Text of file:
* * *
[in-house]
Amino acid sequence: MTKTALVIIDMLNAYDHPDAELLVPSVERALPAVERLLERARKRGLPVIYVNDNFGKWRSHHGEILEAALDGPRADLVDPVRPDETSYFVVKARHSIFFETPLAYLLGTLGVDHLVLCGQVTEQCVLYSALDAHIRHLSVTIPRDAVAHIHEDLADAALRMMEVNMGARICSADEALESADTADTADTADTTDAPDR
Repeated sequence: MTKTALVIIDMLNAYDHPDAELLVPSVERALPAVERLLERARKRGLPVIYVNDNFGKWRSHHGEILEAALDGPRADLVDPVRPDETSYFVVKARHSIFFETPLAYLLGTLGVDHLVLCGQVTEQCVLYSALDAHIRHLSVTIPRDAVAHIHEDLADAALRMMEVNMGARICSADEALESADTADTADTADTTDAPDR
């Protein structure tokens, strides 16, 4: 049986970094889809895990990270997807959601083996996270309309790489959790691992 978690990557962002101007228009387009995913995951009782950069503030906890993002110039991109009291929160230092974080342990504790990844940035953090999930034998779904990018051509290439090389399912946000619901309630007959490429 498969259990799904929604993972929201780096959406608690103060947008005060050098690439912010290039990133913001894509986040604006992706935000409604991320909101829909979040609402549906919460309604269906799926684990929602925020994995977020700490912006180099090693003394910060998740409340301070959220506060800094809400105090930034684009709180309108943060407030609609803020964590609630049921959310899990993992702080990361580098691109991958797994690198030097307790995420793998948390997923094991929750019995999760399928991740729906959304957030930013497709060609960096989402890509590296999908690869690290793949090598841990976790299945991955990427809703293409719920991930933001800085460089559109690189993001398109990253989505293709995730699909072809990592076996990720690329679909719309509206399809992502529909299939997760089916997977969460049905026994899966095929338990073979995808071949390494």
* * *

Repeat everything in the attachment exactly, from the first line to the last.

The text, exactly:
[in-house]
Amino acid sequence: MTKTALVIIDMLNAYDHPDAELLVPSVERALPAVERLLERARKRGLPVIYVNDNFGKWRSHHGEILEAALDGPRADLVDPVRPDETSYFVVKARHSIFFETPLAYLLGTLGVDHLVLCGQVTEQCVLYSALDAHIRHLSVTIPRDAVAHIHEDLADAALRMMEVNMGARICSADEALESADTADTADTADTTDAPDR
Repeated sequence: MTKTALVIIDMLNAYDHPDAELLVPSVERALPAVERLLERARKRGLPVIYVNDNFGKWRSHHGEILEAALDGPRADLVDPVRPDETSYFVVKARHSIFFETPLAYLLGTLGVDHLVLCGQVTEQCVLYSALDAHIRHLSVTIPRDAVAHIHEDLADAALRMMEVNMGARICSADEALESADTADTADTADTTDAPDR
């Protein structure tokens, strides 16, 4: 049986970094889809895990990270997807959601083996996270309309790489959790691992 978690990557962002101007228009387009995913995951009782950069503030906890993002110039991109009291929160230092974080342990504790990844940035953090999930034998779904990018051509290439090389399912946000619901309630007959490429 498969259990799904929604993972929201780096959406608690103060947008005060050098690439912010290039990133913001894509986040604006992706935000409604991320909101829909979040609402549906919460309604269906799926684990929602925020994995977020700490912006180099090693003394910060998740409340301070959220506060800094809400105090930034684009709180309108943060407030609609803020964590609630049921959310899990993992702080990361580098691109991958797994690198030097307790995420793998948390997923094991929750019995999760399928991740729906959304957030930013497709060609960096989402890509590296999908690869690290793949090598841990976790299945991955990427809703293409719920991930933001800085460089559109690189993001398109990253989505293709995730699909072809990592076996990720690329679909719309509206399809992502529909299939997760089916997977969460049905026994899966095929338990073979995808071949390494």